Saigō Takamori: the true story of the last samurai

In 1877 the Satsuma Rebellion or Sainan War against the Japanese imperial throne ended with the victory of the latter and the definitive confirmation that the Meiji Revolution was continuing with the modernization of the country, putting an end to the traditionalist faction that had resisted it. The leader of the Meiji Revolution died in…Continue readingSaigō Takamori: the true story of the last samurai

The Chartres Cathedral’s great labyrinth

About 80 kilometers southwest of Paris stands the city of Chartres, one of whose main cultural attractions is its Gothic cathedral built between 1194 and 1220. It was built in the same place where other churches and cathedrals had been before, the first one around 360 A.D., all of them destroyed by fires: the first…Continue readingThe Chartres Cathedral’s great labyrinth

The High Court of Chivalry, a medieval institution still active in the United Kingdom

Heraldry is the science of the coat of arms, the “art of explaining and describing the coats of arms of each lineage, city or person” (apart from making ostentation and self-praise). It is a science that dates back to the Middle Ages, since it was then that this type of identity representations were born, and…Continue readingThe High Court of Chivalry, a medieval institution still active in the United Kingdom

Hippika gymnasia, the Roman cavalry tournaments

We are used, thanks to literature and cinema, to the image of medieval horsemen engaged in chivalry tournaments. Although this type of competition and its rules are exclusively of medieval invention, in reality similar exercises existed long before, such as the one practiced by the Roman cavalry, probably due to Greek influence. It was called…Continue readingHippika gymnasia, the Roman cavalry tournaments

The Rosenstrasse protest, when German women saved their Jewish husbands by confronting the Nazi regime

In 2003 the German Margarethe von Trotta, director, scriptwriter, actress and wife of the famous writer Volker Schlöndorf, won the David de Donatello Award (the most important in the Italian film industry) in the category of best European movie with her film Rosenstraße. It is a German-Dutch co-production whose protagonist also won the award for…Continue readingThe Rosenstrasse protest, when German women saved their Jewish husbands by confronting the Nazi regime

How Sumerians named substitute kings during eclipses and the custom survived even in Alexander’s time

Between 1805 and 1799 B.C. (according to short chronology) or 1868 and 1861 B.C. (according to medium chronology) King Erra-Imitti ruled in the Sumerian city-state of Isin in present-day Iraq (about 20 miles south of Nippur). His name comes to mean something as a follower of Erra, who was a god of war, riots and…Continue readingHow Sumerians named substitute kings during eclipses and the custom survived even in Alexander’s time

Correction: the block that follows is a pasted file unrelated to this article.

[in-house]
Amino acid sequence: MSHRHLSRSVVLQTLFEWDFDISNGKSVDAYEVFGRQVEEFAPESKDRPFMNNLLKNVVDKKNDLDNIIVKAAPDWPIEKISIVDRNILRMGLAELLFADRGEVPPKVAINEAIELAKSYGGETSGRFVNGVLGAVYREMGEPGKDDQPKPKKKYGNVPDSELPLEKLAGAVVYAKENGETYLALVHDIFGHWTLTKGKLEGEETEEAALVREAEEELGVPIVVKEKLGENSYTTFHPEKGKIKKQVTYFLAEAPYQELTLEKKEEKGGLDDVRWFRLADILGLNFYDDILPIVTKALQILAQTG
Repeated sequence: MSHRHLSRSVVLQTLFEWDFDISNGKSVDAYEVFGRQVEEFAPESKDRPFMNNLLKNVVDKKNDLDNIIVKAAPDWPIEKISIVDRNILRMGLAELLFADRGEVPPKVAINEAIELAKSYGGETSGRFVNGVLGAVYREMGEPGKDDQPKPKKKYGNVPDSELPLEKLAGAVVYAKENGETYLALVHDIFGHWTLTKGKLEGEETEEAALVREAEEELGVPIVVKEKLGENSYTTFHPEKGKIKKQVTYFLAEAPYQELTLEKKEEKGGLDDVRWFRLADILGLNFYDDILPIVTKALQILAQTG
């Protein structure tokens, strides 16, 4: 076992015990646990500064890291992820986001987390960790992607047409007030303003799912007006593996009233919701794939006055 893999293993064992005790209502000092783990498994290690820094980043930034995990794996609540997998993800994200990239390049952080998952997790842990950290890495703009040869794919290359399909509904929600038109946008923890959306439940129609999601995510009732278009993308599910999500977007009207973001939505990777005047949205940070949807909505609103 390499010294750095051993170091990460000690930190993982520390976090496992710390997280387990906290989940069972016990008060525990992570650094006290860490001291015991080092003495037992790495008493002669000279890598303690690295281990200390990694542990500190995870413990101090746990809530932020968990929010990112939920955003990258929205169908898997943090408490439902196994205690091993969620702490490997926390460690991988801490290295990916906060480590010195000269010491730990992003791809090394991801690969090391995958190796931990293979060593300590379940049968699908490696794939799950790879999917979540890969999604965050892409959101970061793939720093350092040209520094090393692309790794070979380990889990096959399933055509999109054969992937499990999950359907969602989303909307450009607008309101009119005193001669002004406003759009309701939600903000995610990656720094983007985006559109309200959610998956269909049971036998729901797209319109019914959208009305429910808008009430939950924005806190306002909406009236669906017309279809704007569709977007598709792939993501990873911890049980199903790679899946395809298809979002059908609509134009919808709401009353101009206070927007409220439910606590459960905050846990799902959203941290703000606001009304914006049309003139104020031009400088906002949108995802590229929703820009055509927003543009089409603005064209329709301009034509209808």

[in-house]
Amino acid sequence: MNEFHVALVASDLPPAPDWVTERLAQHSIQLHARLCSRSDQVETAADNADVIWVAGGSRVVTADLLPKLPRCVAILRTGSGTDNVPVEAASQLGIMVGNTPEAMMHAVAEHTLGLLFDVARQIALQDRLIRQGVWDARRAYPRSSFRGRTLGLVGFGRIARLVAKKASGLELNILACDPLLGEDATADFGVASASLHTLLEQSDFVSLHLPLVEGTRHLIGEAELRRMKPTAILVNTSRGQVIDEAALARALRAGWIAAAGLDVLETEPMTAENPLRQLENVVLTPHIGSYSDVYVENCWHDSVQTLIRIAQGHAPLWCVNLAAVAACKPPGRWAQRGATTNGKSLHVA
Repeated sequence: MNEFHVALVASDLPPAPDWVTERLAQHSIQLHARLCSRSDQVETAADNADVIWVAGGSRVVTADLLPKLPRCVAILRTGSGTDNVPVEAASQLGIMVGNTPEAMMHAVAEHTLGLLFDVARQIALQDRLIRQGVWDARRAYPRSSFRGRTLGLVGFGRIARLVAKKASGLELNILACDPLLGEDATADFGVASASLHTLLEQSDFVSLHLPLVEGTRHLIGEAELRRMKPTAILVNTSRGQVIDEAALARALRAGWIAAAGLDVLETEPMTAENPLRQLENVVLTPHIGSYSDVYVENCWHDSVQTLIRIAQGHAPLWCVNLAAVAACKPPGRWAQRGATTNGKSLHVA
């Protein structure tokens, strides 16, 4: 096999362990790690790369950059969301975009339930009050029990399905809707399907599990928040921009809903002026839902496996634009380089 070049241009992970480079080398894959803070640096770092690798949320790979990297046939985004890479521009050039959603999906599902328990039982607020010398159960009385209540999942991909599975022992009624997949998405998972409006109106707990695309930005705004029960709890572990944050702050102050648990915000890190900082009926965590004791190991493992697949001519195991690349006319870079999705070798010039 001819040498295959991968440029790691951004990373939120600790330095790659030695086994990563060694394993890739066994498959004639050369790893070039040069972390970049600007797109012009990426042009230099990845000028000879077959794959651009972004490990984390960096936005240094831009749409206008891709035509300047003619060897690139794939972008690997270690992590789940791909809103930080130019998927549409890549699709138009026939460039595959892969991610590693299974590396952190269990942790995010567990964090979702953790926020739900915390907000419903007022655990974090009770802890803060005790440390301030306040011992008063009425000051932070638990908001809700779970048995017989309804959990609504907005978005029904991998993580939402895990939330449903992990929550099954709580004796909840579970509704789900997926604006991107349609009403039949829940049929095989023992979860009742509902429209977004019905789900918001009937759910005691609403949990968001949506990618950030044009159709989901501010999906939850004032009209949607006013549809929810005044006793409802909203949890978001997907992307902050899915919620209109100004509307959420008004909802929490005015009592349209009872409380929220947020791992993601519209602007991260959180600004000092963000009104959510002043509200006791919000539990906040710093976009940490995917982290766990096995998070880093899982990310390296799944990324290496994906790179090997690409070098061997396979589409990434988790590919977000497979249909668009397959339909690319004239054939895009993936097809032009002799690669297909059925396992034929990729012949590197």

Beijing-Paris, the automobile race of 1907 that inaugurated the tradition of celebrating victory with champagne

If there is one classic of sports celebrations, it is motor racing, where victories are showered with champagne (including competitors, hostesses and the team at the foot of the podium). It is something that has transcended to the point that other disciplines also do the same. But no one asks why, what is the reason…Continue readingBeijing-Paris, the automobile race of 1907 that inaugurated the tradition of celebrating victory with champagne

The British Museum objects that no one can see and that Ethiopia claims

Although the British never conquered or colonized Ethiopia, in April 1868 a battle took place there that ended the so-called British Expedition to Abyssinia (as the country was then known). It all began in October 1862 when Emperor Theodore II of Ethiopia, beset by internal unrest and external threats, requested military assistance from Queen Victoria…Continue readingThe British Museum objects that no one can see and that Ethiopia claims

Jasper Maskelyne, the magician who fooled the Germans with his tricks in World War II

In 1983, the famous magician David Copperfield caused a sensation by making the New York City Statue of Liberty disappear in a live television broadcast. It is curious that almost forty years before, in the middle of World War II, another illusionist also performed a magical feat of great proportions, although in his case it…Continue readingJasper Maskelyne, the magician who fooled the Germans with his tricks in World War II

The Lemnos Stele, a funerary inscription from the 6th century B.C. that links the Pelasgians to the Etruscans

In 1885, a unique stele was found as part of the walls of a church in the town of Kaminia on the Greek island of Lemnos. It has been dated to the 6th century BC, prior to the conquest of the island by the Athenians in 510 BC to the Pelasgians. This was the name…Continue readingThe Lemnos Stele, a funerary inscription from the 6th century B.C. that links the Pelasgians to the Etruscans